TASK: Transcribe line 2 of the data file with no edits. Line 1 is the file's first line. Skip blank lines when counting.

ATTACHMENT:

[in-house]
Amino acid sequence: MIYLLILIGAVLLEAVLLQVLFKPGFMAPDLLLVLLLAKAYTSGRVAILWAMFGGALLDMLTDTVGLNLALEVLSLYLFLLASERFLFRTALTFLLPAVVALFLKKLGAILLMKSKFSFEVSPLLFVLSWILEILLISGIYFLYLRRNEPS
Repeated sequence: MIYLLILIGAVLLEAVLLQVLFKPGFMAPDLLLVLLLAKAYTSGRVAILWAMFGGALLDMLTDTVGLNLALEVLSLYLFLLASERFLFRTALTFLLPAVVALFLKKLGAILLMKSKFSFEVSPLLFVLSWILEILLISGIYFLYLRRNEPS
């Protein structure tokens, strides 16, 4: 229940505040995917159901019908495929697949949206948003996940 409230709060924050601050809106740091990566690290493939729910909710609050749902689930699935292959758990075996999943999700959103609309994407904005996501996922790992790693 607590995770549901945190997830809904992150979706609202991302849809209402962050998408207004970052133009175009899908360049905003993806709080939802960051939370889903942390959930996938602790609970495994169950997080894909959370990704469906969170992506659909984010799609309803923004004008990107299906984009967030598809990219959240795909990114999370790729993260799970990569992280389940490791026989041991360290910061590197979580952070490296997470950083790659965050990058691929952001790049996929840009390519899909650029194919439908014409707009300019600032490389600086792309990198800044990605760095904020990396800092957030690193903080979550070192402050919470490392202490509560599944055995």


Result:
Amino acid sequence: MIYLLILIGAVLLEAVLLQVLFKPGFMAPDLLLVLLLAKAYTSGRVAILWAMFGGALLDMLTDTVGLNLALEVLSLYLFLLASERFLFRTALTFLLPAVVALFLKKLGAILLMKSKFSFEVSPLLFVLSWILEILLISGIYFLYLRRNEPS